Atticus had an ultrasound through the soft spot on his head to check for bleeding from the capillaries in his brain. Fortunately, it came back negative and we were able to breathe a bit easier.
The medical staff also decided to move him from a more-mobile humidity tent they had around him into a more enclosed contraption called an “isolette”. This allows him to be in a completely isolated environment that is heat and humidity controlled, and also allows for more of a sound barrier to help him rest.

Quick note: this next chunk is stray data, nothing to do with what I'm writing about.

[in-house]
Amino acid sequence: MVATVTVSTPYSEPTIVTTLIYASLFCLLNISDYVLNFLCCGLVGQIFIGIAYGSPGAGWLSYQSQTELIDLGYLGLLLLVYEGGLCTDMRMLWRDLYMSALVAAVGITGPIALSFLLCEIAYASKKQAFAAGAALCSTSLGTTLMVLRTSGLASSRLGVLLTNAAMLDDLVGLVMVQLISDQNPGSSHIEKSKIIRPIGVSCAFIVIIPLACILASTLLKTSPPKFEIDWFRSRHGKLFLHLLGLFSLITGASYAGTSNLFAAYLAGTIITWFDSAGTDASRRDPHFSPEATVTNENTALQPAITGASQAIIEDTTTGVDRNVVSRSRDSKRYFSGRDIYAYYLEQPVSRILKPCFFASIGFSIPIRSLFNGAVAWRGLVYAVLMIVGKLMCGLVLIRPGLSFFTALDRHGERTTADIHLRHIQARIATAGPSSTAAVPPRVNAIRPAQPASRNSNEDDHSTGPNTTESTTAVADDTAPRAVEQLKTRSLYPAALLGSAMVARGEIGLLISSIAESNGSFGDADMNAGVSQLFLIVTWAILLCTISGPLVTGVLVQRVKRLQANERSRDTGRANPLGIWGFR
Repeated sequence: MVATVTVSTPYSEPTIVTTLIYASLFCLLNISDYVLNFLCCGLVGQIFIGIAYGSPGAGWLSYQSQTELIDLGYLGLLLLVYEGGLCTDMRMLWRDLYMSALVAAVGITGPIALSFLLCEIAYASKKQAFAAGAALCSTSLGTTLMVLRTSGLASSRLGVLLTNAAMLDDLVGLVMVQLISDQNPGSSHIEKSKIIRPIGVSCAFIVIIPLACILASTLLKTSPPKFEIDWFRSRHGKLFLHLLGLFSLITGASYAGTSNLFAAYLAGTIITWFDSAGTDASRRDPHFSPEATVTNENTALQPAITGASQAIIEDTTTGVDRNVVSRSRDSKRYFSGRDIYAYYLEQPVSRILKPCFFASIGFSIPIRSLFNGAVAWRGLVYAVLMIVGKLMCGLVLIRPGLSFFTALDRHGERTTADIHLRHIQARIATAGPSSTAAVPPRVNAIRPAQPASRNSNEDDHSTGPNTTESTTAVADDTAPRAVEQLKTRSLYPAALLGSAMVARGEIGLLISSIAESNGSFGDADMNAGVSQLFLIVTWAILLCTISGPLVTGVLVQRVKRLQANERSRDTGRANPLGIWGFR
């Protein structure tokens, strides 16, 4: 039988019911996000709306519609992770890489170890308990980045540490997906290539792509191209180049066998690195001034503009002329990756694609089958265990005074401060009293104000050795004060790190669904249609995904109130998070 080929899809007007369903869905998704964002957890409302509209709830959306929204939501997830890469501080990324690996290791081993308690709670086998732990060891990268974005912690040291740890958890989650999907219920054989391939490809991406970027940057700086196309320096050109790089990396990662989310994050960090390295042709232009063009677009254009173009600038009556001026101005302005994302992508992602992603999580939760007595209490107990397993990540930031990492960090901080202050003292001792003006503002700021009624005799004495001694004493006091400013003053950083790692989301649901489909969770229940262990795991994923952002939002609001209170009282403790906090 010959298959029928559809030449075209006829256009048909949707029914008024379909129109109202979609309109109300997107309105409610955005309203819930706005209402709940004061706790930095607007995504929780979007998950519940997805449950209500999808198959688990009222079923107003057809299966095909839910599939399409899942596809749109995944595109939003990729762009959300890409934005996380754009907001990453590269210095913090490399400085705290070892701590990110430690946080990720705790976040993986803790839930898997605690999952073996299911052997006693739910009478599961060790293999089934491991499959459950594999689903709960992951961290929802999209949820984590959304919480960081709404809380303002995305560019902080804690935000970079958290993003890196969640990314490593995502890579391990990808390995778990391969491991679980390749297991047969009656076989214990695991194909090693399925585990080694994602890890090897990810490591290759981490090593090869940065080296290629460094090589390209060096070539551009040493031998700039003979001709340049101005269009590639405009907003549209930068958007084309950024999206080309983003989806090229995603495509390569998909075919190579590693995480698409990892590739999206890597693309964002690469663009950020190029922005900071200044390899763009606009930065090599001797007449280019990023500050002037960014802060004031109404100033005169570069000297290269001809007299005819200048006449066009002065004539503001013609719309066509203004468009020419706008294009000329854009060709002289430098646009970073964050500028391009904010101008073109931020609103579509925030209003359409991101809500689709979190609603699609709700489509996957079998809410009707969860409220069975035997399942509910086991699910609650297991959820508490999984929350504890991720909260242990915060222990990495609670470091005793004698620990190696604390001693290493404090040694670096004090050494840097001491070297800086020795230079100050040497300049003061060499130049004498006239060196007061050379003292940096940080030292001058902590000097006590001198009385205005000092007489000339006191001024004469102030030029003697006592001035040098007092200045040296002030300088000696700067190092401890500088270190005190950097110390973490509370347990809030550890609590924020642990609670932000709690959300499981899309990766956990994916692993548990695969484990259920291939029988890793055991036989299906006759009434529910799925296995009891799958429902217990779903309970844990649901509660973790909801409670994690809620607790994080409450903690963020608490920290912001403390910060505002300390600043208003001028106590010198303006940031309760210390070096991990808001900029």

The last noteworthy item is that the doctors checked a heart valve they refer to as the “PDA”, which should be closed but is often found to be open in preemies of Atticus’ age. We were ecstatic to learn that his is closed, but warned to be only cautiously optimistic as it could reopen in the future. We will keep our fingers crossed.
Currently we’re able to help our son in three ways: through the breast milk he will hopefully soon be able to start consuming small quantities of, by talking to him as he recognizes our voices as his parents’, and through limited touching of him. Currently we can lay a hand on him in a swaddling fashion, but at this point any stroking or movement with our touching him would overstimulate him.